Vestibular Migraine

Vestibular Migraine is an area of research interest for Dr. Cohen, and he has seen hundreds of patients with this rare condition as The Headache Institute and Adolescent Headache Center has become a referral center for this syndrome. Vestibular Migraine is a sub-type of migraine where in addition to headaches, patients suffer from a variety of "dizzy" symptoms. These symptoms may include lightheadedness, dysequilibrium, a sensation of spinning, feeling off-balance, a sensation of being on a rocking boat, or even true vertigo. Dizzy symptoms may come with headache or be separate from it, and a subset of these patients may have a history of headaches in the past which then resolved and they develop dizziness years later without any headaches. The dizzy symptoms may be precipitated or exacerbated in a variety of activating settings including large crowds of people, long narrow hallways, bright of flickering lights, riding on or watching a train, and busy patterns on carpeting. The syndrome may be extremely debilitating, especially for patients who have dizzy symptoms all the time, but luckily patients respond well to a variety of migraine therapies. To learn more about Vestibular Migraine, you can read Dr. Cohen's publication on this topic in the journal Headache:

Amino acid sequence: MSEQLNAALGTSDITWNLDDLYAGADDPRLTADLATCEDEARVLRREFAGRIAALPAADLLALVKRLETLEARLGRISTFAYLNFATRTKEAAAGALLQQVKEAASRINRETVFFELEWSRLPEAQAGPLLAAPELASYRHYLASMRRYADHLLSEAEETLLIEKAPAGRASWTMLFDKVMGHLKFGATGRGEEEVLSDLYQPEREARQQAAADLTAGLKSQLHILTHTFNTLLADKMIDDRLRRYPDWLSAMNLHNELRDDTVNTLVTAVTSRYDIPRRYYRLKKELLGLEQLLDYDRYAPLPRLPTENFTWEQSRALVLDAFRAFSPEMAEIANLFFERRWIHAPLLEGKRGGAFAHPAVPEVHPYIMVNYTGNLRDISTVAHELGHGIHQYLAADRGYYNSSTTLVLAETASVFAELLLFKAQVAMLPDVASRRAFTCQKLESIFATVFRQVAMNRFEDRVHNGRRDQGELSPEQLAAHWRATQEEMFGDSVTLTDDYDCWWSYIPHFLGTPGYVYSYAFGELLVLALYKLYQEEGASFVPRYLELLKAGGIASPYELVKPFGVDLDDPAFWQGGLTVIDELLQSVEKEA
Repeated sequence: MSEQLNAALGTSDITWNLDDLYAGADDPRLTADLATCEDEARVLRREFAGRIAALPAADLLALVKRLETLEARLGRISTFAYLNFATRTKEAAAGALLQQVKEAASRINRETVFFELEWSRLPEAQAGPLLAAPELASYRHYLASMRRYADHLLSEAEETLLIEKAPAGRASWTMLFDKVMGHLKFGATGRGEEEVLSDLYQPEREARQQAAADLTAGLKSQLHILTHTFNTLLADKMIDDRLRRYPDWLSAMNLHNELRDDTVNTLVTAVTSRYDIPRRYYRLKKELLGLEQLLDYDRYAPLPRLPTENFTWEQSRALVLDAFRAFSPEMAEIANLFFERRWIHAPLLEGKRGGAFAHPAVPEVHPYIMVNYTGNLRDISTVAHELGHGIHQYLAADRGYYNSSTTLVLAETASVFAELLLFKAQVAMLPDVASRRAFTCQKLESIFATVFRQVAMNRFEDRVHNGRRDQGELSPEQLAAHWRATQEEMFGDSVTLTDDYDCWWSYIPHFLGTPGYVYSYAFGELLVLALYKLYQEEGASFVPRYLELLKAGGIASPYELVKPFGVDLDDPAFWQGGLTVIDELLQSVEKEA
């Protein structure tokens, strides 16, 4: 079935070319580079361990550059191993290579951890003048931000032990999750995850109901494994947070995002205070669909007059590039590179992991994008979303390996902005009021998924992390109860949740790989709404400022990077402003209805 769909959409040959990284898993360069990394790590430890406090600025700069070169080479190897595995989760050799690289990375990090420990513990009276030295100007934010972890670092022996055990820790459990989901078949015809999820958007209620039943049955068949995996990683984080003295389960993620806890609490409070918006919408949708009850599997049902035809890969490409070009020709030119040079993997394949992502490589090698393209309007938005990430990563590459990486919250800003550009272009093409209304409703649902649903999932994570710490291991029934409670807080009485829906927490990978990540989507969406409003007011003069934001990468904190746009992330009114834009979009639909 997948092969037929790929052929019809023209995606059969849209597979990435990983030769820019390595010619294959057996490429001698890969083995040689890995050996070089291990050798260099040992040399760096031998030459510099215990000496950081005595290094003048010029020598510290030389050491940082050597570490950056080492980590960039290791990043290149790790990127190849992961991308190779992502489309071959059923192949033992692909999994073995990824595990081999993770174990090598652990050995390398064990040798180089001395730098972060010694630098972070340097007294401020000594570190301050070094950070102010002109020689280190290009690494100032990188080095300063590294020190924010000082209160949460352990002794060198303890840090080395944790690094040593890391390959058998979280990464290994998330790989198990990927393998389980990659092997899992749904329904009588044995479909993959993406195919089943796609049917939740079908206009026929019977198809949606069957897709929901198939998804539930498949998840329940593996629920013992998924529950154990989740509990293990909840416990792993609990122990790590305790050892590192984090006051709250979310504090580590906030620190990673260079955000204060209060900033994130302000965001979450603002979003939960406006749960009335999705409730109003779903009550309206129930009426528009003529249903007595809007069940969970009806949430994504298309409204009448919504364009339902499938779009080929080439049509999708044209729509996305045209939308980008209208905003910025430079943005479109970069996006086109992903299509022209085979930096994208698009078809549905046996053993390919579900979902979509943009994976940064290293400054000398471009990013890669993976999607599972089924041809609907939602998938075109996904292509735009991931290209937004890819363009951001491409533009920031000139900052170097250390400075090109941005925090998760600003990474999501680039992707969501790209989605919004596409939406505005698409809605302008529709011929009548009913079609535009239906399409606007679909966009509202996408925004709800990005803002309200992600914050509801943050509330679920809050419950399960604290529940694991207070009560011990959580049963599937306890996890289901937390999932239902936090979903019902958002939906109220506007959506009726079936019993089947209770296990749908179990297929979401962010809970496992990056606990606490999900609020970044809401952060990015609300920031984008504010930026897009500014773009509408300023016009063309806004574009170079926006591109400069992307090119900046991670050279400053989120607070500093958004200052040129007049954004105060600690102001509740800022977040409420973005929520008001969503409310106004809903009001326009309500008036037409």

Cohen, JM, Bigal, M, Newman, L. "Migraine and Vestibular Symptoms - Identifying Clinical Features that Predict 'Vestibular Migraine.'" Headache 2011; 51: 1393-1397